Pulmonary concentrations of aminoglycosides administered intravenously are usually low in the infected lung parenchyma. Nebulization represents an alternative to increase pulmonary concentrations, although the obstruction of bronchioles by purulent plugs may impair lung deposition by decreasing lung aeration.Methods
An experimental bronchopneumonia was induced in anesthetized piglets by inoculating lower lobes with a suspension of 106 cfu/ml Escherichia coli. After 24 h of mechanical ventilation, 7 animals received two intravenous injections of 15 mg/kg amikacin, and 11 animals received two nebulizations of 40 mg/kg amikacin at 24-h intervals. One hour following the second administration, animals were killed, and multiple lung specimens were sampled for assessing amikacin pulmonary concentrations and quantifying lung aeration on histologic sections.Results
Thirty-eight percent of the nebulized amikacin (15 mg/kg) reached the tracheobronchial tree. Amikacin pulmonary concentrations were always higher after nebulization than after intravenous administration, decreased with the extension of parenchymal infection, and were significantly influenced by lung aeration: 197 ± 165 versus 6 ± 5 μg/g in lung segments with focal bronchopneumonia (P = 0.03), 40 ± 62 versus 5 ± 3 μg/g in lung segments with confluent bronchopneumonia (P = 0.001), 18 ± 7 versus 7 ± 4 μg/g in lung segments with lung aeration of 30% or less, and 65 ± 9 versus 2 ± 3 μg/g in lung segments with lung aeration of 50% or more.Conclusions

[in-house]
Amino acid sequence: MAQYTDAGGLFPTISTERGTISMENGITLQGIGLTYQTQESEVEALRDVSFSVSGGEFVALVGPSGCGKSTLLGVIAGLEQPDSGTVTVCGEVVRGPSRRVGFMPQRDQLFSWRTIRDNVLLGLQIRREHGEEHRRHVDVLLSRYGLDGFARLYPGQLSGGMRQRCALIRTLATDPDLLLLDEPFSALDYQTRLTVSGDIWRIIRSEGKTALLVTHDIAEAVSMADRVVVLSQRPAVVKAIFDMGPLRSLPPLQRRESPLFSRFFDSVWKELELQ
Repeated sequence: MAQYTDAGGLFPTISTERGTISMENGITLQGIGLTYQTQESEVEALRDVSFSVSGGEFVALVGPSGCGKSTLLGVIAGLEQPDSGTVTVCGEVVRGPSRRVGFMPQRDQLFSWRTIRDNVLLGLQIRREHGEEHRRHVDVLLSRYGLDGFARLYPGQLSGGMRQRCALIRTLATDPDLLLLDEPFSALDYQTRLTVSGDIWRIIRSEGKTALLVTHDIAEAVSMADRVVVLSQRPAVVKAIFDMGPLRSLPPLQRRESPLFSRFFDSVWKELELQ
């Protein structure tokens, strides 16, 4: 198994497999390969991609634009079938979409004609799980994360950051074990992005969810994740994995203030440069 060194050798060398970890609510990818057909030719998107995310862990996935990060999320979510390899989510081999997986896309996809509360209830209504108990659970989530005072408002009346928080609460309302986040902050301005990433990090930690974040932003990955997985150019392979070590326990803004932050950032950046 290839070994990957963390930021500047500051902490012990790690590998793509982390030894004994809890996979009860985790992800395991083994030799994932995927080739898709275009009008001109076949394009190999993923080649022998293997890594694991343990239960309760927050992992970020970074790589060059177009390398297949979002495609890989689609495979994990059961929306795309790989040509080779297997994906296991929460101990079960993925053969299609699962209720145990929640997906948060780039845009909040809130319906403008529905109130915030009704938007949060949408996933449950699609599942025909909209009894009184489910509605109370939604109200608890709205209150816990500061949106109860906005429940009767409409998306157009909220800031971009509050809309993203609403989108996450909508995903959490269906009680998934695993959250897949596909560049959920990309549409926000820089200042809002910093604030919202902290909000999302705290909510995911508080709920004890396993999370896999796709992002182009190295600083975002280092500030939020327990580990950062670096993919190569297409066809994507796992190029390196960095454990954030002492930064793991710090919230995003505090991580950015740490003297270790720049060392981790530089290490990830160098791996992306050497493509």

In a porcine model of severe bronchopneumonia, the nebulization of amikacin provided 3–30 times higher pulmonary concentrations than the intravenous administration of an equivalent dose. The greater the lung aeration, the higher were the amikacin pulmonary concentrations found in the infected lung segments.